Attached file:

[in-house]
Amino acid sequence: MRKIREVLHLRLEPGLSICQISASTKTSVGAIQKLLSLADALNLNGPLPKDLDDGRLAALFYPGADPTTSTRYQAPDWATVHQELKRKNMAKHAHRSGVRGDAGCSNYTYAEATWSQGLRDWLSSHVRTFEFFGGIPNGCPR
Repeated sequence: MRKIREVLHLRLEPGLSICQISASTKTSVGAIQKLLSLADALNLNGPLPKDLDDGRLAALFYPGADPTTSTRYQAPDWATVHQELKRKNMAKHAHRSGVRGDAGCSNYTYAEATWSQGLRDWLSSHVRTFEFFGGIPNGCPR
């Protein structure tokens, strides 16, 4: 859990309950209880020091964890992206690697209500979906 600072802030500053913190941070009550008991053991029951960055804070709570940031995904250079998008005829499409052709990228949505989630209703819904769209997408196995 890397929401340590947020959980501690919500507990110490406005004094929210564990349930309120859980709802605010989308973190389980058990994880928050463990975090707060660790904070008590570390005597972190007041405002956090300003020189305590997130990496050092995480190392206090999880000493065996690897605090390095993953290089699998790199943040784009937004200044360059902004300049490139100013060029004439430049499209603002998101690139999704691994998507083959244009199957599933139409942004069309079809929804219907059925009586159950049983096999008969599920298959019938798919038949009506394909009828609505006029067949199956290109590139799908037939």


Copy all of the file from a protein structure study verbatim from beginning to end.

[in-house]
Amino acid sequence: MRKIREVLHLRLEPGLSICQISASTKTSVGAIQKLLSLADALNLNGPLPKDLDDGRLAALFYPGADPTTSTRYQAPDWATVHQELKRKNMAKHAHRSGVRGDAGCSNYTYAEATWSQGLRDWLSSHVRTFEFFGGIPNGCPR
Repeated sequence: MRKIREVLHLRLEPGLSICQISASTKTSVGAIQKLLSLADALNLNGPLPKDLDDGRLAALFYPGADPTTSTRYQAPDWATVHQELKRKNMAKHAHRSGVRGDAGCSNYTYAEATWSQGLRDWLSSHVRTFEFFGGIPNGCPR
């Protein structure tokens, strides 16, 4: 859990309950209880020091964890992206690697209500979906 600072802030500053913190941070009550008991053991029951960055804070709570940031995904250079998008005829499409052709990228949505989630209703819904769209997408196995 890397929401340590947020959980501690919500507990110490406005004094929210564990349930309120859980709802605010989308973190389980058990994880928050463990975090707060660790904070008590570390005597972190007041405002956090300003020189305590997130990496050092995480190392206090999880000493065996690897605090390095993953290089699998790199943040784009937004200044360059902004300049490139100013060029004439430049499209603002998101690139999704691994998507083959244009199957599933139409942004069309079809929804219907059925009586159950049983096999008969599920298959019938798919038949009506394909009828609505006029067949199956290109590139799908037939």